Foundation of Mining ClassImbalanced Data
Da Kuang,Charles X.Ling,and Jun Du
Department of Computer Science
The University of Western Ontario,london,Ontario,Canada N6A 5B7
{dkuang,cling,jdu42}@csd.uwo.ca
Abstract.Mining classimbalanced data is a common yet challenging problem
in data mining and machine learning.When the class is imbalanced,the error
rate of the rare class is usually much higher than that of the majority class.How
many samples do we need in order to bound the error of the rare class (and the
majority class)?If the misclassiﬁcation cost of the class is known,can the cost
weighted error be bounded as well?In this paper,we attempt to answer those
questions with PAClearning.We derive several upper bounds on the sample size
that guarantee the error on a particular class (the rare and majority class) and
the costweighted error,with the consistent and agnostic learners.Similar to the
upper bounds in traditional PAC learning,our upper bounds are quite loose.In
order to make them more practical,we empirically study the pattern observed in
our upper bounds.Fromthe empirical results we obtain some interesting implica
tions for data mining in realworld applications.As far as we know,this is the ﬁrst
work providing theoretical bounds and the corresponding practical implications
for mining classimbalanced data with unequal cost.
1 Introduction
In data mining,datasets are often imbalanced (or class imbalanced);that is,the number
of examples of one class (the rare class) is much smaller than the number of the other
class (the majority class).
1
This problemhappens often in realworld applications of data mining.For example,
in medical diagnosis of a certain type of cancer,usually only a small number of people
being diagnosed actually have the cancer;the rest do not.If the cancer is regarded as
the positive class,and noncancer (healthy) as negative,then the positive examples may
only occur 5%in the whole dataset collected.Besides,the number of fraudulent actions
is much smaller than that of normal transactions in credit card usage data.When a clas
siﬁer is trained on such an imbalanced dataset,it often shows a strong bias toward the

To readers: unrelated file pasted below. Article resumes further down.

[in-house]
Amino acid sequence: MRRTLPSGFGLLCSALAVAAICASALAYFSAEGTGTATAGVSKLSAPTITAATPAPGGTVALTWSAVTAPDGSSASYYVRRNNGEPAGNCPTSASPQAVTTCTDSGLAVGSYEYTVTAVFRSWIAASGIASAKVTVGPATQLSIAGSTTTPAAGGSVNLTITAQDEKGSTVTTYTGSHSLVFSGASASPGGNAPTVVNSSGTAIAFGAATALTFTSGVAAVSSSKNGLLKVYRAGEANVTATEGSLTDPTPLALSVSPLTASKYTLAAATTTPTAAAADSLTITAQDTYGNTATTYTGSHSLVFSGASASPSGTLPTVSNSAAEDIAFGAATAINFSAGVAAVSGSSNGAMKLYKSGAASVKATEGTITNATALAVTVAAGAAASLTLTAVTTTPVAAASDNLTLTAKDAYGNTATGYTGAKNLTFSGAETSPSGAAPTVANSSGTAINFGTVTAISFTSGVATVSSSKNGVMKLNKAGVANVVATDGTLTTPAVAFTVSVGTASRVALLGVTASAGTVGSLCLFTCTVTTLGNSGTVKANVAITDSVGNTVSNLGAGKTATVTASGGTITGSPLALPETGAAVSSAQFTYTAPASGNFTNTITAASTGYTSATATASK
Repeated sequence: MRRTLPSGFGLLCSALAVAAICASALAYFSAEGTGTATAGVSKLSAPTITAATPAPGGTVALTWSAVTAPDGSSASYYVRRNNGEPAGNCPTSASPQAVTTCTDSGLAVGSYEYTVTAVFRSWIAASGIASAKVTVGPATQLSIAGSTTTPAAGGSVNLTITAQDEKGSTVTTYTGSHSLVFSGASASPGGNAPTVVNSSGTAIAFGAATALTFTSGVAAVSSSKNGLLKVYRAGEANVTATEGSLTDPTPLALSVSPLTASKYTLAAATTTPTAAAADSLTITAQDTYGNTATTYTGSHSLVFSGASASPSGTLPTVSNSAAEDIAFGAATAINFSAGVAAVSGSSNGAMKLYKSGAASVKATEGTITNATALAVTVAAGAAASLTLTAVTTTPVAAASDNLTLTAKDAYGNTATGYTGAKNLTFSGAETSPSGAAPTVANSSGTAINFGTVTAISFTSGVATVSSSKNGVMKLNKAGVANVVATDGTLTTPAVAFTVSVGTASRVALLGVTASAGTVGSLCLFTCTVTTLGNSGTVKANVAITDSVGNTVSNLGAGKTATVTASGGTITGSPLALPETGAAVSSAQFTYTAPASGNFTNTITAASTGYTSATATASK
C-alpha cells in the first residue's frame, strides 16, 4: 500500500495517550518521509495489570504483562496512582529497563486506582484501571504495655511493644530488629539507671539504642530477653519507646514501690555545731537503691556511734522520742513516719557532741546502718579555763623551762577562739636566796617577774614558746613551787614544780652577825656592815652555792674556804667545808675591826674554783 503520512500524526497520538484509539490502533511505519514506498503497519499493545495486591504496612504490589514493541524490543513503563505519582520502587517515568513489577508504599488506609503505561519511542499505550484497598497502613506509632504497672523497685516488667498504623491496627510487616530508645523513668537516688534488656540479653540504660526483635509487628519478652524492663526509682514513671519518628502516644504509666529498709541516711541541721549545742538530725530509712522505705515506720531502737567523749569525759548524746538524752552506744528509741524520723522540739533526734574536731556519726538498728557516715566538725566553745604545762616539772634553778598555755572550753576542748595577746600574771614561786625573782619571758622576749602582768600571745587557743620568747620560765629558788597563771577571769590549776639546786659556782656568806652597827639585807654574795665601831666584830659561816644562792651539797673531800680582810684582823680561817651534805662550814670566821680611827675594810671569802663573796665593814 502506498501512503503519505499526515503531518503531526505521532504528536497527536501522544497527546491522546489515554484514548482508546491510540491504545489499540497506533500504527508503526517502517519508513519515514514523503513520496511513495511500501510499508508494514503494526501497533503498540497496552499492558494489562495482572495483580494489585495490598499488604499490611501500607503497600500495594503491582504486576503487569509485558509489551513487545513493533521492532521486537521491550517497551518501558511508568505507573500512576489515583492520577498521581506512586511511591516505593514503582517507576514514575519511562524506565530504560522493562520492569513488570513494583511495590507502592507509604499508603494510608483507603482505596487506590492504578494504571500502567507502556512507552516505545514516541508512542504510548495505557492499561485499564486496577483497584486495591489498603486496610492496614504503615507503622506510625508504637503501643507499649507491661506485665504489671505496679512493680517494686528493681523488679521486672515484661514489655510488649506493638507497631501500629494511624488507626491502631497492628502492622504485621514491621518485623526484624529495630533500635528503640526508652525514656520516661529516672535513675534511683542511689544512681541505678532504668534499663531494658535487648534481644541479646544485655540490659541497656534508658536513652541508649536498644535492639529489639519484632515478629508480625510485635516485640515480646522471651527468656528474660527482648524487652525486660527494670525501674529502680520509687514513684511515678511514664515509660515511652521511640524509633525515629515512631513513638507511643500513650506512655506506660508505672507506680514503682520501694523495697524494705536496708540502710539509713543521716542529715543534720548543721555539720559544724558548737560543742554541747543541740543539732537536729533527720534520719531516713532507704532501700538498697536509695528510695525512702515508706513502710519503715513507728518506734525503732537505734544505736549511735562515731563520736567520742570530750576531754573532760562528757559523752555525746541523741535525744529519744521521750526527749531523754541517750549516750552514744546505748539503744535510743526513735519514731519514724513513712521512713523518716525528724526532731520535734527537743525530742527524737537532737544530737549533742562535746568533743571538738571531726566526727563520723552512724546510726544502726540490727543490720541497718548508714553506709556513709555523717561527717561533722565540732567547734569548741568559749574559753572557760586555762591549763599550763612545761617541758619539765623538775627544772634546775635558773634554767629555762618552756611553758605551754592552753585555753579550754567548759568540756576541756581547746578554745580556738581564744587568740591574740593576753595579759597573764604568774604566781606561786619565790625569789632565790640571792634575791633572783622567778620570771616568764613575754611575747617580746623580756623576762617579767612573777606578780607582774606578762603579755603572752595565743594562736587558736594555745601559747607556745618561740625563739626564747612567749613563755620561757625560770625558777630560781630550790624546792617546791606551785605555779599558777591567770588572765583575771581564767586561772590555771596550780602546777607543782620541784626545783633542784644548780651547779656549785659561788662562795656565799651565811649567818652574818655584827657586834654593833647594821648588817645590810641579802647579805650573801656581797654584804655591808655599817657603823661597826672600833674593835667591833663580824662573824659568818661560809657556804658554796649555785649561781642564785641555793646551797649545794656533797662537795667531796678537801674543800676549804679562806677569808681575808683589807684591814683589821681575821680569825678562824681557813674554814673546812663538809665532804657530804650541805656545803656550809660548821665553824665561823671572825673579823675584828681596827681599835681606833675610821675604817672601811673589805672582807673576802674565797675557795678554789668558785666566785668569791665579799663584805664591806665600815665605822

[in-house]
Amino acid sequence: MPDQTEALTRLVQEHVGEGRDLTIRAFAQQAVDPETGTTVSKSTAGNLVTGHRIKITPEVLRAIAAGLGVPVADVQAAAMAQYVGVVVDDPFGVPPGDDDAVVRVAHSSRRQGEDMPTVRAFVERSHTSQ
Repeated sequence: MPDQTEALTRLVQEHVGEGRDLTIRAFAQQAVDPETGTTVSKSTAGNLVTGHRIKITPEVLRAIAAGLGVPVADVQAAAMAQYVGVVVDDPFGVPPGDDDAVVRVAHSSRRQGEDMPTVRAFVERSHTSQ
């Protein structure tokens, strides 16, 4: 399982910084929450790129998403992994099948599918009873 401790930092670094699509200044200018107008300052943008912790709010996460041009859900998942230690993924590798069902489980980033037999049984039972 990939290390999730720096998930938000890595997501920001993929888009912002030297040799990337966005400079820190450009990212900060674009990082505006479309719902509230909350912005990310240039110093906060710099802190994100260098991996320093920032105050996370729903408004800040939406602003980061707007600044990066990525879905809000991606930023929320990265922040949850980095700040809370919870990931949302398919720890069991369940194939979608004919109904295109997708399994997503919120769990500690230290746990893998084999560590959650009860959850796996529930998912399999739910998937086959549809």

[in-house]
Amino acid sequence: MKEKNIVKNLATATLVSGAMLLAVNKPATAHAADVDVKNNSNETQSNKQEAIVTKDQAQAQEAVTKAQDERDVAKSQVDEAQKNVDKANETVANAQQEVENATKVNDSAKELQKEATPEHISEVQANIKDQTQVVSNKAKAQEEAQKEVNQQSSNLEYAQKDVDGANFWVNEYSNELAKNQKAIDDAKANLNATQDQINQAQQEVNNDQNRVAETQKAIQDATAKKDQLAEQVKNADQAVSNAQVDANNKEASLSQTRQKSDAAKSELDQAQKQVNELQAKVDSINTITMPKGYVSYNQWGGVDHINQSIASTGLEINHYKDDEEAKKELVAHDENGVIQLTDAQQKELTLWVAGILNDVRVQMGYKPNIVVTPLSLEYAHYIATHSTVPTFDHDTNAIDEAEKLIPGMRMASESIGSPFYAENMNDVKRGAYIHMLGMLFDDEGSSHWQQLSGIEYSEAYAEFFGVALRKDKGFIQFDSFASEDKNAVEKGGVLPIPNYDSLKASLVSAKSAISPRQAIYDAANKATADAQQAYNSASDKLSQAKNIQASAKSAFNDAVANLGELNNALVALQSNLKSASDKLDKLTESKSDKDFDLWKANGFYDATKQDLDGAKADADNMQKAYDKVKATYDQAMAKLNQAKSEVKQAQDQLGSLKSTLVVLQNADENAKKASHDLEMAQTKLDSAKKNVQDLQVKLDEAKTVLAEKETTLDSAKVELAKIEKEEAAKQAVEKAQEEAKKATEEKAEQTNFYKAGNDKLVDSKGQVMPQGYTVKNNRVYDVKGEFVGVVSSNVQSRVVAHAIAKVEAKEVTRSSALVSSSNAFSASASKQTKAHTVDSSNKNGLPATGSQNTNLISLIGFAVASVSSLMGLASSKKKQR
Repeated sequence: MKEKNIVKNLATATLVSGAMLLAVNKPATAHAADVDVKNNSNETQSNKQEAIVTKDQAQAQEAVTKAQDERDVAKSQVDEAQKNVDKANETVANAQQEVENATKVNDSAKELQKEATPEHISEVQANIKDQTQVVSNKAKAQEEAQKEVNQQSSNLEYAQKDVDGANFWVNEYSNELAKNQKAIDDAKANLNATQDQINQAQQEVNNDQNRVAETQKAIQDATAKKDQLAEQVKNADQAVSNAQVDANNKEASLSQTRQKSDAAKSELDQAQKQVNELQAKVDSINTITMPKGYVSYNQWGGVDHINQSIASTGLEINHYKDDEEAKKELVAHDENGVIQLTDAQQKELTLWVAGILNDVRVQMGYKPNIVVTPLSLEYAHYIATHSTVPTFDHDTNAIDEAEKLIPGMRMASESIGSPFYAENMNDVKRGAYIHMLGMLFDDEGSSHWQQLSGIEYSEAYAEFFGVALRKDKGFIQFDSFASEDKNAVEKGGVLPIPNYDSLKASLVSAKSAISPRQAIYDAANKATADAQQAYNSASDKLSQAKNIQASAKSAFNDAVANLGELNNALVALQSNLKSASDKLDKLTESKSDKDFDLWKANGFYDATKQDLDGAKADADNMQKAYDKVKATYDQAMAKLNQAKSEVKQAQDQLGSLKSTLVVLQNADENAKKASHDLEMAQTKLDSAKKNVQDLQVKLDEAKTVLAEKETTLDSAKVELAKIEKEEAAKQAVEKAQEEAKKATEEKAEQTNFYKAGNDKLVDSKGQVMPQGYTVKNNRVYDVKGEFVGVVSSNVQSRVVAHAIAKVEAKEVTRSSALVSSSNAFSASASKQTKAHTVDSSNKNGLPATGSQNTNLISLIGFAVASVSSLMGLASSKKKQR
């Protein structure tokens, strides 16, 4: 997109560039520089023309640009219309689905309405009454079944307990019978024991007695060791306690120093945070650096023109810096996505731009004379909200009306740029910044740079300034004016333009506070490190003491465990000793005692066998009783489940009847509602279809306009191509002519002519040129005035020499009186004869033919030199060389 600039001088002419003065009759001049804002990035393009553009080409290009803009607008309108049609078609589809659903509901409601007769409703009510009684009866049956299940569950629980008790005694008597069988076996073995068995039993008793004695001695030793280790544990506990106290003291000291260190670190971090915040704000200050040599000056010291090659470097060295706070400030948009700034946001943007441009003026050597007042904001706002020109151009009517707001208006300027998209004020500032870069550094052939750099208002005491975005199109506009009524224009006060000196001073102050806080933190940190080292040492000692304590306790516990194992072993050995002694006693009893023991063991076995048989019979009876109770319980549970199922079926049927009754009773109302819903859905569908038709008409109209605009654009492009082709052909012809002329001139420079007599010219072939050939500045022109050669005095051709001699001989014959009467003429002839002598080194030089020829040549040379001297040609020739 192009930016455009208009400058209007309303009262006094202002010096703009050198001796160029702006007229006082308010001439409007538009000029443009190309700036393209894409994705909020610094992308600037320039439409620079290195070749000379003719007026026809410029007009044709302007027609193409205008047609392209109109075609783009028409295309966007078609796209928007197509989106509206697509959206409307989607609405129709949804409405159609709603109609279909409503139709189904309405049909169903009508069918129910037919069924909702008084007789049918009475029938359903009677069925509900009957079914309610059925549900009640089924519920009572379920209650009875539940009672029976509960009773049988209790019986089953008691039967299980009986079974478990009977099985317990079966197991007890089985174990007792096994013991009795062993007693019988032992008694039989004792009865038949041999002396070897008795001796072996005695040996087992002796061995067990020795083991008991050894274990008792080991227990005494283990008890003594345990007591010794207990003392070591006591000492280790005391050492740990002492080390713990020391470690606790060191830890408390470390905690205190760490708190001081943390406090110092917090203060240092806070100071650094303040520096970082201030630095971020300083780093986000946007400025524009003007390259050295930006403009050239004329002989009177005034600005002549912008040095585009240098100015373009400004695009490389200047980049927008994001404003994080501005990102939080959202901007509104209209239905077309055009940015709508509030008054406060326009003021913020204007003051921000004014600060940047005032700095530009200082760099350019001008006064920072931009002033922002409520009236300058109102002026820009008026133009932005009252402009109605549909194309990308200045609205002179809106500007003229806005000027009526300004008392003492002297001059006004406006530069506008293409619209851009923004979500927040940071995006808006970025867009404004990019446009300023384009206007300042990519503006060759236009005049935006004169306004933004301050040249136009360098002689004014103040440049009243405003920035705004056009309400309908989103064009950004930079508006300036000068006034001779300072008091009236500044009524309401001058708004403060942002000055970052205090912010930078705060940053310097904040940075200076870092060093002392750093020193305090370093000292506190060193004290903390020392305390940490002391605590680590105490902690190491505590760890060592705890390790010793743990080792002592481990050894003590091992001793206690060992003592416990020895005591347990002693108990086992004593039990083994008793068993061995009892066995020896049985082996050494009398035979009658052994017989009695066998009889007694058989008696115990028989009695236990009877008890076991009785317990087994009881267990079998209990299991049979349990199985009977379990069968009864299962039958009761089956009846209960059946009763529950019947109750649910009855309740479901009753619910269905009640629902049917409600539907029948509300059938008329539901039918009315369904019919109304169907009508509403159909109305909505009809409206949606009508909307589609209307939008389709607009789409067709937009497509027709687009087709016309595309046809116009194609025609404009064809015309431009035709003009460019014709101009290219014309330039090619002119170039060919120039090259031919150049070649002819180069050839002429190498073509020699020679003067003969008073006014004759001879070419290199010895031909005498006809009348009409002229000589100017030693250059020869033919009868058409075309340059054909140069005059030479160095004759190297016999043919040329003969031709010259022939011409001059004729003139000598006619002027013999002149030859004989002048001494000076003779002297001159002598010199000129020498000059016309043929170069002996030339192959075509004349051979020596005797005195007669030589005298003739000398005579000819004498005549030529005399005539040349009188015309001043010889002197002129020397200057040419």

majority class,since the goal of many standard learning algorithms is to minimize the
overall prediction error rate.Thus,by simply predicting every example as the majority
class,the classiﬁer can still achieve a very low error rate on a classimbalanced dataset
with,for example,2%rare class.
When mining the classimbalanced data,do we always get poor performance (e.g.,
100% error) on the rare class?Can the error of the rare class (as well as the majority
class) be bounded?If so,is the bound sensitive to the class imbalance ratio?Although
1
In this paper,we only study binary classiﬁcation.
2 D.Kuang,C.X.Ling and J.Du
the issue of class imbalance has been received extensive studies [9,3,2,7,4,5],as far
as we know,no previous works have been done to answer those questions.
In fact,PAC learning (Probably Approximately Correct Learning) [8,6] is an ap
propriate model to study the bounds for classiﬁcation performance.The traditional PAC
learning model studies the learnability of the general concept for certain kinds of learn
ers (such as consistent learner and agnostic learner),and answers the question that how
many examples would be sufﬁcient to guarantee a low total error rate.However,pre
vious works [9] point out that accuracy or total error rate are inappropriate to evaluate
the classiﬁcation performance when class is imbalanced,since such metrics overly em
phasize the majority class and neglect the rare class which is usually more important in
realworld applications.Thus,when class is imbalanced,better measures are desired.
In our paper,we will use error rate on the rare (and majority) class and costweighted
error
2
to evaluate the classiﬁcation performance on classimbalanced data.The error
rate on the rare (and majority) class can reﬂect how well the rare (and majority) class
is learned.If the misclassiﬁcation cost of the class is known,we can adopt another